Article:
One of the main focuses of Able Gamers is to help disabled gamers get controllers that are custom built for them. It is in fact Evil Controllers that builds and provides these, so of course they are partnered with the charity. They also gain clients through UK’s Special Effect, and from recommendations that Microsoft makes to gamers that contact them about accessible controllers. As of right now, they are building 50-100 accessible controllers per year, but hope to increase production in the near future.

While Adam and his team were making custom painted controllers for regular gamers, their work with accessible controllers inspired them to move buttons to the back of the controllers. Think of the way an Xbox One Elite, or a SCUF controller has paddles on the back. Instead of floating paddles, they decided to go with buttons. The original design were small, hard to notice black buttons that sat flush against the grips right under the player’s fingers, like the black circles underneath the red buttons in the photo below. They were sleek, but not easy to use, so they switched to these larger styles. This was intended for any type of gamer, including competitors.

A previous controller design with buttons on the back grips.

After years of trying new styles, and producing their own patents, they have recently released the Evil Shift controller for PlayStation 4 and Xbox One, and it is certainly something to be proud of.

The Xbox One Evil Shift in stock black.

Built for the competition gamer, the casual, or the hardcore, and of course customizable for accessibility for disabled gamers, the Evil Shift is one hell of a controller. I had the opportunity to check it out for both the Xbox One and PS4, and I was insanely impressed. I currently use a Microsoft Elite for my Xbox, and a SCUF Infinity Pro for my PlayStation, and I still deal with hand pain because the paddles and buttons are too spaced apart. Especially the PlayStation controller; I can hardly use the stock controller at all anymore. The Shift is so much more elegant in its styling for the buttons on the back.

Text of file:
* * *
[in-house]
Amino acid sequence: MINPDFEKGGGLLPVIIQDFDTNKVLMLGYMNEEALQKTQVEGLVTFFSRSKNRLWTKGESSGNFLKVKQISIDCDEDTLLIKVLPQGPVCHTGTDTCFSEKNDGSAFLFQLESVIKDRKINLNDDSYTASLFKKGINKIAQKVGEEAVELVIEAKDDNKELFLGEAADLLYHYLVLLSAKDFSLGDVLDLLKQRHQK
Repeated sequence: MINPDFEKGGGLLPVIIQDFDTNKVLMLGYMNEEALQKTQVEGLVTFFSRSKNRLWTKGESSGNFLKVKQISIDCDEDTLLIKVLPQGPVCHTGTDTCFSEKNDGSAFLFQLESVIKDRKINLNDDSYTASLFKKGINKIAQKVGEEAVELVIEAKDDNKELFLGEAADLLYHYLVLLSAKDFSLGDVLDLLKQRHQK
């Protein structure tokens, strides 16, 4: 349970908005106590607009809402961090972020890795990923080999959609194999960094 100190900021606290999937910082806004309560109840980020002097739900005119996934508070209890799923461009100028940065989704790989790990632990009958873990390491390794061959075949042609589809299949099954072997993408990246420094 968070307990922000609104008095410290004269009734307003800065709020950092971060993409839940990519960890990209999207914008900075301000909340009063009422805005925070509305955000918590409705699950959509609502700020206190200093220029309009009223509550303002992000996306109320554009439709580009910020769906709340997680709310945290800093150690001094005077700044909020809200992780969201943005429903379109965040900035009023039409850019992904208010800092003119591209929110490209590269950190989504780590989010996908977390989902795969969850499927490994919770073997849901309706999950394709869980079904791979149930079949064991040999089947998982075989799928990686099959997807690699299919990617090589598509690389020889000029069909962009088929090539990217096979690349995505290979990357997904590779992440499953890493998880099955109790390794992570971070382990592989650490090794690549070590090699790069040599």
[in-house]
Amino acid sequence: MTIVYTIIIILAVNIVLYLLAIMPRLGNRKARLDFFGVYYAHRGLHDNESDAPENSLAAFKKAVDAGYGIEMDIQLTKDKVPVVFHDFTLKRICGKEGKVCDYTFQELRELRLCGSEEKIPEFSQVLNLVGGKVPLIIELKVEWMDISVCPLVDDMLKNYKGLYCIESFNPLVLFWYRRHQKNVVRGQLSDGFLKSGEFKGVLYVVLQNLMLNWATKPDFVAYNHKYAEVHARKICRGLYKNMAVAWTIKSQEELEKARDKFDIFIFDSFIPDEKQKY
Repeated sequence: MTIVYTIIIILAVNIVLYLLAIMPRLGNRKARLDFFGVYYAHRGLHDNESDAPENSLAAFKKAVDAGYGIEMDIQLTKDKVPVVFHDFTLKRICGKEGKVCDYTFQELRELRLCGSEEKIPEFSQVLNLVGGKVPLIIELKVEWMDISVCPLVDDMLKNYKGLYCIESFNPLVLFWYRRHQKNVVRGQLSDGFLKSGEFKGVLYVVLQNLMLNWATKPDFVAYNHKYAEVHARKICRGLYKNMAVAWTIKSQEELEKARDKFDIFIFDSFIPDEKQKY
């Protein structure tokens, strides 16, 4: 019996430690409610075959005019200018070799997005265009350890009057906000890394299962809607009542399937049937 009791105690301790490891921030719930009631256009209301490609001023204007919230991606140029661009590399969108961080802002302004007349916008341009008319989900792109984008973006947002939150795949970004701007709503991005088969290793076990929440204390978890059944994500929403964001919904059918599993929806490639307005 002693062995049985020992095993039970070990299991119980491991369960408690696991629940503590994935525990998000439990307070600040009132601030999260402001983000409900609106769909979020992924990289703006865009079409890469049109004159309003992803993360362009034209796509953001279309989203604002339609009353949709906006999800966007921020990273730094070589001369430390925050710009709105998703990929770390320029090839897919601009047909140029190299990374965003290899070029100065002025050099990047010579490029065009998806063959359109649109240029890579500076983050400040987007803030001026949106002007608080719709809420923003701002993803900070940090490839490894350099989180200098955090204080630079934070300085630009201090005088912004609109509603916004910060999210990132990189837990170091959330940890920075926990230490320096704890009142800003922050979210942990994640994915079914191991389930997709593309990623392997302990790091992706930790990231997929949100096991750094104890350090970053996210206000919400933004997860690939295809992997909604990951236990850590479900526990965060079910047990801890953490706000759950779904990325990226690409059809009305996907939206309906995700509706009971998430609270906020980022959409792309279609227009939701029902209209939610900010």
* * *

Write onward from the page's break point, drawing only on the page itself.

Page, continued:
The mappable buttons on the back of the Evil Shift.
Evil’s logos on the buttons.

Using their patented buttons to replace paddles, the controller is more comfortable in your hands because they do not stick out like paddles, and there is nothing for your finger to get caught under. I cannot tell you how often I go to reload a firearm in an online match and my finger just pulls the Elite’s magnetic paddle right out of the controller. Aside from the use of stylish buttons, what makes the Shift unique- and gives it its name- is the fact that the buttons move. They are stationary, but if you press one from the edge or while simultaneously pressing the button beside it, the button will gently “shift” with the movement of your fingers. The patented button movement is so flawless and comfortable that I was using them with only one finger on each side. Adam informed me that one of the employees at Evil Controllers utilizes all ten of her fingers with her Shift!